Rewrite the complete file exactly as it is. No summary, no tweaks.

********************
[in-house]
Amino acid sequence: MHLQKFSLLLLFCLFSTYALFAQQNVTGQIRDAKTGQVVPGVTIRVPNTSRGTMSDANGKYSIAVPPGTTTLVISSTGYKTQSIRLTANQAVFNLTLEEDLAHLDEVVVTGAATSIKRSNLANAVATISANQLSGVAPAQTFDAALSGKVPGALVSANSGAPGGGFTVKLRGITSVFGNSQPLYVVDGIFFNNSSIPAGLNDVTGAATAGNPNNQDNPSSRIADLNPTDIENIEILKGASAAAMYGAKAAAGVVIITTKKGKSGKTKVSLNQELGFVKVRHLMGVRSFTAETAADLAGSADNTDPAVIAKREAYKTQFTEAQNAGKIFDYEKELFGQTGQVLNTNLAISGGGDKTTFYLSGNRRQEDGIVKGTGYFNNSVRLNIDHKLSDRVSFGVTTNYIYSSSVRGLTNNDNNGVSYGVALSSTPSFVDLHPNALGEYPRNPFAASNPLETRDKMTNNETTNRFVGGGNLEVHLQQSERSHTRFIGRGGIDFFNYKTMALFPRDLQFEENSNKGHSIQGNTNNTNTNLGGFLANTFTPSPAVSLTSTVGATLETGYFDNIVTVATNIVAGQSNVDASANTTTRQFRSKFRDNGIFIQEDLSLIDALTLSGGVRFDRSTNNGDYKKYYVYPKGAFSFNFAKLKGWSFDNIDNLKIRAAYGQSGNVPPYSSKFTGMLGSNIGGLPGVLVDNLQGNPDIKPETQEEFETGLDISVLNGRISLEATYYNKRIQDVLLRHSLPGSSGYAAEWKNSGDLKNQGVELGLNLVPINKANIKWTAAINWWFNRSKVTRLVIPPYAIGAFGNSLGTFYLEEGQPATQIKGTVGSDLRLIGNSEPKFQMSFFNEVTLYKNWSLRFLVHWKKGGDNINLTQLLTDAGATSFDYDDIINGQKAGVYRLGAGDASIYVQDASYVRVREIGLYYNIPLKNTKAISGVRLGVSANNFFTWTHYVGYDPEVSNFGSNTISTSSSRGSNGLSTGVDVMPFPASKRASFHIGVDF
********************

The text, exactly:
[in-house]
Amino acid sequence: MHLQKFSLLLLFCLFSTYALFAQQNVTGQIRDAKTGQVVPGVTIRVPNTSRGTMSDANGKYSIAVPPGTTTLVISSTGYKTQSIRLTANQAVFNLTLEEDLAHLDEVVVTGAATSIKRSNLANAVATISANQLSGVAPAQTFDAALSGKVPGALVSANSGAPGGGFTVKLRGITSVFGNSQPLYVVDGIFFNNSSIPAGLNDVTGAATAGNPNNQDNPSSRIADLNPTDIENIEILKGASAAAMYGAKAAAGVVIITTKKGKSGKTKVSLNQELGFVKVRHLMGVRSFTAETAADLAGSADNTDPAVIAKREAYKTQFTEAQNAGKIFDYEKELFGQTGQVLNTNLAISGGGDKTTFYLSGNRRQEDGIVKGTGYFNNSVRLNIDHKLSDRVSFGVTTNYIYSSSVRGLTNNDNNGVSYGVALSSTPSFVDLHPNALGEYPRNPFAASNPLETRDKMTNNETTNRFVGGGNLEVHLQQSERSHTRFIGRGGIDFFNYKTMALFPRDLQFEENSNKGHSIQGNTNNTNTNLGGFLANTFTPSPAVSLTSTVGATLETGYFDNIVTVATNIVAGQSNVDASANTTTRQFRSKFRDNGIFIQEDLSLIDALTLSGGVRFDRSTNNGDYKKYYVYPKGAFSFNFAKLKGWSFDNIDNLKIRAAYGQSGNVPPYSSKFTGMLGSNIGGLPGVLVDNLQGNPDIKPETQEEFETGLDISVLNGRISLEATYYNKRIQDVLLRHSLPGSSGYAAEWKNSGDLKNQGVELGLNLVPINKANIKWTAAINWWFNRSKVTRLVIPPYAIGAFGNSLGTFYLEEGQPATQIKGTVGSDLRLIGNSEPKFQMSFFNEVTLYKNWSLRFLVHWKKGGDNINLTQLLTDAGATSFDYDDIINGQKAGVYRLGAGDASIYVQDASYVRVREIGLYYNIPLKNTKAISGVRLGVSANNFFTWTHYVGYDPEVSNFGSNTISTSSSRGSNGLSTGVDVMPFPASKRASFHIGVDF